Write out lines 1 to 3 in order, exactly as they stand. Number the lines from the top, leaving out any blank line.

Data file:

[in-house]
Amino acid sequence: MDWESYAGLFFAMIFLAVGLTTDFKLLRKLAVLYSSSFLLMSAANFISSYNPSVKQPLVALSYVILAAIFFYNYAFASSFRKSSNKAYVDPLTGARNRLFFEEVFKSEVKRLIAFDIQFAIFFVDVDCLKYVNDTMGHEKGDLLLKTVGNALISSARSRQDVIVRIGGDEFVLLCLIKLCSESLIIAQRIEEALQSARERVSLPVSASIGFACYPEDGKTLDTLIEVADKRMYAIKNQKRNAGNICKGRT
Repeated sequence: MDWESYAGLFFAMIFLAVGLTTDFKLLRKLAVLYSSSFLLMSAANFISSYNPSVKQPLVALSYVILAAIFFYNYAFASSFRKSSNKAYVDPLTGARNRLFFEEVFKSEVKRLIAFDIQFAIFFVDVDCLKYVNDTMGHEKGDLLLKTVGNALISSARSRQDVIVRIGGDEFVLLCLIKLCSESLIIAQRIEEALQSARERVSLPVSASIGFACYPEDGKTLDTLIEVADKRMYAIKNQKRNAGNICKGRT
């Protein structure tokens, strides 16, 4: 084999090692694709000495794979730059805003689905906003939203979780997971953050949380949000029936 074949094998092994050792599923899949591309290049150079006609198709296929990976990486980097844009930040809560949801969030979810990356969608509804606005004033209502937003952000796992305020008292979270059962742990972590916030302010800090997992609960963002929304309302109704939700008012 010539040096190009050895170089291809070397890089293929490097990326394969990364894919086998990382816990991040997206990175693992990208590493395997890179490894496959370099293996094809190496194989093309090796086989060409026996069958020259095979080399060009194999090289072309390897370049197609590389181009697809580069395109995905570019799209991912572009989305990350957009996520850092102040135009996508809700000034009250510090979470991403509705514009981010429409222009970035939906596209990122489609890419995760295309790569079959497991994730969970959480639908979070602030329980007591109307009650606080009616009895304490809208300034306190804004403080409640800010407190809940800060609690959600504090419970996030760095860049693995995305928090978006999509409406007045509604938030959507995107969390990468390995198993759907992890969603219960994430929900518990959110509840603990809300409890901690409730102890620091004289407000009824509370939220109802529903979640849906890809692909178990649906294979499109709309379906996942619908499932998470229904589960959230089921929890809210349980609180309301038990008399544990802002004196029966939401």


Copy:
[in-house]
Amino acid sequence: MDWESYAGLFFAMIFLAVGLTTDFKLLRKLAVLYSSSFLLMSAANFISSYNPSVKQPLVALSYVILAAIFFYNYAFASSFRKSSNKAYVDPLTGARNRLFFEEVFKSEVKRLIAFDIQFAIFFVDVDCLKYVNDTMGHEKGDLLLKTVGNALISSARSRQDVIVRIGGDEFVLLCLIKLCSESLIIAQRIEEALQSARERVSLPVSASIGFACYPEDGKTLDTLIEVADKRMYAIKNQKRNAGNICKGRT
Repeated sequence: MDWESYAGLFFAMIFLAVGLTTDFKLLRKLAVLYSSSFLLMSAANFISSYNPSVKQPLVALSYVILAAIFFYNYAFASSFRKSSNKAYVDPLTGARNRLFFEEVFKSEVKRLIAFDIQFAIFFVDVDCLKYVNDTMGHEKGDLLLKTVGNALISSARSRQDVIVRIGGDEFVLLCLIKLCSESLIIAQRIEEALQSARERVSLPVSASIGFACYPEDGKTLDTLIEVADKRMYAIKNQKRNAGNICKGRT